Last month I went and bought a new pair of running shoes. My sneakers were causing plantar fasciitis in my right foot and had about 450 miles on them. It was time. Later that night I was putting the new shoes away and sorting through the old running shoes in my closet. I threw away a couple older pairs I knew I wouldn’t need. And then I found the pair from my very first marathon. I stopped and looked at them, they didn’t look beaten up or very dirty or like they had been to hell and back. They looked like normal running shoes with the addition of my 2009 New York City Marathon orange timing strip.
I’ve bought about 5 new pairs of running shoes since those but every time I throw away the old ones those remain comfortable in their spot on the shelf. I can’t get rid of them. Only they know what that training was like and how hard those 26.2 miles felt. I remember going to Marathon Sports to buy them. I was so excited to tell my sales clerk that I was running a marathon. I bought two pairs of the same shoe so I could swap them from day-to-day and not wear them out. They were with me for every early morning speed workout during that hot and steamy summer. I walked over to Longwood Medical Area every other day in them for PT and doctor’s appointments when I hurt my IT band. I ran 13 miles on the treadmill in them while watching a movie and switching to the elliptical for the last few miles of my long run because my hip and knee were killing me. I remember sliding my wool running socks into them and heading out in to the cold, slushy and snowy October Sunday afternoon to pound the pavement for my last long run while passing the homes of people curled up on their couches watching the Patriots play and enjoying that first winter like day. My shoes knew how many miles went in to getting ready for that first marathon.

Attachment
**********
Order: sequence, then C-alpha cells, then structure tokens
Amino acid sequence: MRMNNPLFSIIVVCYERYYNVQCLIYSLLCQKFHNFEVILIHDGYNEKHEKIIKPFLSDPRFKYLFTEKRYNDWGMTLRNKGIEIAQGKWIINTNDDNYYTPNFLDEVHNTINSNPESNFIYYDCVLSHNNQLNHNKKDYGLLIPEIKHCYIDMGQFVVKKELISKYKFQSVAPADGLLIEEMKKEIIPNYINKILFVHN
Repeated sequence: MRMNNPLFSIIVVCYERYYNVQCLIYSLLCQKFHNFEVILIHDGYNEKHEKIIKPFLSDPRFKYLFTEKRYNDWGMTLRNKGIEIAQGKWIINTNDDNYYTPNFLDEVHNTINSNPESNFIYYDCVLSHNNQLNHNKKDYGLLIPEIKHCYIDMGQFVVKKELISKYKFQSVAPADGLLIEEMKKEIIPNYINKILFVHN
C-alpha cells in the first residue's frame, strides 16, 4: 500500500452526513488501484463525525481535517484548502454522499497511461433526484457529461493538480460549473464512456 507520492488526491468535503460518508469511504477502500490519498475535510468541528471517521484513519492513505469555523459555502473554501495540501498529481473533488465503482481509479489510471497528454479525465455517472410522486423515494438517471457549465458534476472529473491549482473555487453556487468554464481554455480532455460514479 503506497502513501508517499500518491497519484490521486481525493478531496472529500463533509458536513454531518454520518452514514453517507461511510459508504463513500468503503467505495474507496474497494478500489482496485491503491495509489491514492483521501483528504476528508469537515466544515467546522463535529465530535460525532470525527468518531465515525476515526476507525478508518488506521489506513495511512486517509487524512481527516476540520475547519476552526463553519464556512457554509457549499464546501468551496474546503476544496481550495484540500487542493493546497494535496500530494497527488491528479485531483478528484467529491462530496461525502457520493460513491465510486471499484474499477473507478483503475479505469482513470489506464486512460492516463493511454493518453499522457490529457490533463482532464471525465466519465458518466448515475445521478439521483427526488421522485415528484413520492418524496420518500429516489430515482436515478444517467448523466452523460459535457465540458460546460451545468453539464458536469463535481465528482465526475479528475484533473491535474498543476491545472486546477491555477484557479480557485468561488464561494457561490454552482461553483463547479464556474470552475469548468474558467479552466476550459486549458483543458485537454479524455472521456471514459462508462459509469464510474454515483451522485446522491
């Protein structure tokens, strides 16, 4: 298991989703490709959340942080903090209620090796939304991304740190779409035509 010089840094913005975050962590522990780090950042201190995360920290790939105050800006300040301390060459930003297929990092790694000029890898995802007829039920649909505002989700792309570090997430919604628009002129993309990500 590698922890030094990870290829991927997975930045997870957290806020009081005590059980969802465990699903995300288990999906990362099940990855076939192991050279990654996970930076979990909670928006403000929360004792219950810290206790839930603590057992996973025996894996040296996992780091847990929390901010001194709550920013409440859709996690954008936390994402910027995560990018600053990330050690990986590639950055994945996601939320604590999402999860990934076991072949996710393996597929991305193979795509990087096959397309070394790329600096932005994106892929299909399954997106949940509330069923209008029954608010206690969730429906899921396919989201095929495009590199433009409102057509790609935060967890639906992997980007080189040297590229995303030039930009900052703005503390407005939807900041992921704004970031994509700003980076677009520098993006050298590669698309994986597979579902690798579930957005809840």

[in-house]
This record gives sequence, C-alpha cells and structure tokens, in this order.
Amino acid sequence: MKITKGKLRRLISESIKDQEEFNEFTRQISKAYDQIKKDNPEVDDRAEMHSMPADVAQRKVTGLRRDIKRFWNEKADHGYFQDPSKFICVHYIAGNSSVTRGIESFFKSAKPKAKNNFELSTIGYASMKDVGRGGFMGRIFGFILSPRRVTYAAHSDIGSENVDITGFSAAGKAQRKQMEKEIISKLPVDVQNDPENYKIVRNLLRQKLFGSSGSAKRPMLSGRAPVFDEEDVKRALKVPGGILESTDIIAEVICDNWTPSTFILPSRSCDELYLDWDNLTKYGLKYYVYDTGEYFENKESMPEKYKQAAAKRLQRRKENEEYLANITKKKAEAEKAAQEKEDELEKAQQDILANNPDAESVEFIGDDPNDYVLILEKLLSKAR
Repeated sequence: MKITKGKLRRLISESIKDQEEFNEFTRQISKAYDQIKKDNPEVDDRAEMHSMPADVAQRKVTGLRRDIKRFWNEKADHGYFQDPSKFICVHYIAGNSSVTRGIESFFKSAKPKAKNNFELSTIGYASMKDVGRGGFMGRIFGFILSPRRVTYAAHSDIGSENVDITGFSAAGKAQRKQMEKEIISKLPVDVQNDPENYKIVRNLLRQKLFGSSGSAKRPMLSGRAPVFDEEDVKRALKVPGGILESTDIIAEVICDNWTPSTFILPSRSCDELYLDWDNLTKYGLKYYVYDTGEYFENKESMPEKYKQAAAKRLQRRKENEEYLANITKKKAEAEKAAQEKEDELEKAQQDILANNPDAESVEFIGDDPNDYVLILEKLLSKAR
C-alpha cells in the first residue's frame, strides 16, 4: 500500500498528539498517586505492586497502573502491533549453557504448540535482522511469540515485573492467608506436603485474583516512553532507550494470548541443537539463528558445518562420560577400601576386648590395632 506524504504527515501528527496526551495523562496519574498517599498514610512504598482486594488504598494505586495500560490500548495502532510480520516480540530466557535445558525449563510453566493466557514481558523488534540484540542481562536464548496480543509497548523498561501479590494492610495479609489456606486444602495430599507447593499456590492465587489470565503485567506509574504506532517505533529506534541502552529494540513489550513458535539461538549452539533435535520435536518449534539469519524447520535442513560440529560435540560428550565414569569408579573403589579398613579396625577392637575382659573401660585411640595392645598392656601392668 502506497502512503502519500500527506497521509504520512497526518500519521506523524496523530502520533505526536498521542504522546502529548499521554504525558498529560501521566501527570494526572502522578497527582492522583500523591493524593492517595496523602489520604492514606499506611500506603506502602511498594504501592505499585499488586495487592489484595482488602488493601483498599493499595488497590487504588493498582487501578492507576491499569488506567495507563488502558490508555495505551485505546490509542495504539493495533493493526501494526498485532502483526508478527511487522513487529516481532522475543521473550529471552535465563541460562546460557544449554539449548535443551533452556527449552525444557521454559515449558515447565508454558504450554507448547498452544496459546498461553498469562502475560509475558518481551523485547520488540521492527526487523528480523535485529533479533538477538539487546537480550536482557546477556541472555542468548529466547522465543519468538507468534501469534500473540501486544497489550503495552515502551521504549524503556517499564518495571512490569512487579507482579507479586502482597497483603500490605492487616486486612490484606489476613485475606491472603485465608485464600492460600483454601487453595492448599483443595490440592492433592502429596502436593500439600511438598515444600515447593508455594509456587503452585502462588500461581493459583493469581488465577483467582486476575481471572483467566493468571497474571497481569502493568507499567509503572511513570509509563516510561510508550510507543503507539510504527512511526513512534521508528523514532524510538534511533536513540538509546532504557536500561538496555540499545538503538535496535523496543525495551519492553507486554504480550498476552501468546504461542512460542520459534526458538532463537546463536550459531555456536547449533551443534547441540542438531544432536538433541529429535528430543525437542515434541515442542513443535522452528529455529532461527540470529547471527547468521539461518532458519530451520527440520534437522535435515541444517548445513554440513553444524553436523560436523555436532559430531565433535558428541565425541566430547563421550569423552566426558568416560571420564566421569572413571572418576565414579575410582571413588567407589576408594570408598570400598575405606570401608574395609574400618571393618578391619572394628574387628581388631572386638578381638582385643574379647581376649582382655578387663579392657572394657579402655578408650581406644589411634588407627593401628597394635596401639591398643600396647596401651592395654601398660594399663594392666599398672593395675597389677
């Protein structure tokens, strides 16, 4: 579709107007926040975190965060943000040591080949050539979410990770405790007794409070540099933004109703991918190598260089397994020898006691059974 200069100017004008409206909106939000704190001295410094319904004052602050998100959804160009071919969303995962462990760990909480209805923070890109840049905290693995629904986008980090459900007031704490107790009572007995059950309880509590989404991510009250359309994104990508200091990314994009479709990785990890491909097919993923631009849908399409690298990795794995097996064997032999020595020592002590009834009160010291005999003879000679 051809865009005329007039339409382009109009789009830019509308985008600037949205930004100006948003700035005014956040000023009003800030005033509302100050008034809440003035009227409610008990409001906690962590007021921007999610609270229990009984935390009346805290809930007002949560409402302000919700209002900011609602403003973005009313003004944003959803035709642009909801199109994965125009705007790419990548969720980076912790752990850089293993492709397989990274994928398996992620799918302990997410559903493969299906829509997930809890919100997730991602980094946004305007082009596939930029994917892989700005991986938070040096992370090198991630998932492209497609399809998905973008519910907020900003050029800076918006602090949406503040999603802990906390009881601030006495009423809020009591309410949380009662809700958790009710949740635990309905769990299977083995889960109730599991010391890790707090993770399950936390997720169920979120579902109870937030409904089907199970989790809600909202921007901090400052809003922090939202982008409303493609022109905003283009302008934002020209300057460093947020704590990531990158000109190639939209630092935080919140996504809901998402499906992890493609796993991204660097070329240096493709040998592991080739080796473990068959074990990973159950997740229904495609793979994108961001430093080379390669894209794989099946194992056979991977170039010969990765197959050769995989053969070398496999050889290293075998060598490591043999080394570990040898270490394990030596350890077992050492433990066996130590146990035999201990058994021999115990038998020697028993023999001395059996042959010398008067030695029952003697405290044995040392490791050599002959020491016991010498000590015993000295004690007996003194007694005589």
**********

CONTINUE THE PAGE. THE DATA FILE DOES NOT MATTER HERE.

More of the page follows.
I remember getting up at 5am that Saturday before the marathon, lacing my sneakers up and walking up the Back Bay Station to take the bus to NYC. I got to NYC and nearly ran across Manhattan out of sheer excitement with my parents, brother, aunt and uncle in tow to get to the Marathon Expo and get my bib number. And I remember walking to Soho to get my big pasta dinner before the big day. Marathon morning I woke up and got ready at 4am. As the clock ticked to 4:45am I sat on the edge of the bed and laced up my shoes before heading to the ferry to get to Staten Island with my Mom standing near me filled with excitement and nervousness for my impending journey. I’ll never forget standing at the base of the Staten Island Bridge with “New York, New York” blaring through the speakers and bending over to check my shoe laces one final time before the start. As the miles went on and the crowds continued to grow and the music kept playing, me and my sneakers kept on going. At mile 8 we passed my family cheering on the sidelines in Brooklyn. I was so excited and happy to see them. At mile 13, I felt relief. I was half way there. At mile 21 I crossed over the metal grates of the Madison Ave. Bridge. I was feeling mad and angry at myself for choosing such an ambitious goal. I was wishing at that moment that I wasn’t an athlete and told my self I needed to have more “fun” in my life and spend less time training. My feet started to hurt at mile 23, my shoes were getting tired. Every step was getting harder and harder, more painful as I went forward. I passed an older woman cheering on the sidelines and she grabbed my hand and squeezed as she looked me in the eye and told me I could do it. As I pushed on to Mile 26 the pain started to subside and pure joy and happiness overwhelmed me. I passed the finish line and got my heat sheet, medal, food and then weaved through the crowds and out into central park. I stopped and untied my running shoes and stretched my feet. We had gone so far together.
Every time I go to throw those sneakers away I’m reminded of that journey, the training, the tears, the dirt and pavement I covered to accomplish that goal. I still wear them from time to time, just for a quick walk to the store or to run an errand and I feel like I’ve spent some time with an old friend. I can’t help but think I keep them as a reminder of how far I’ve come as a runner. And a person.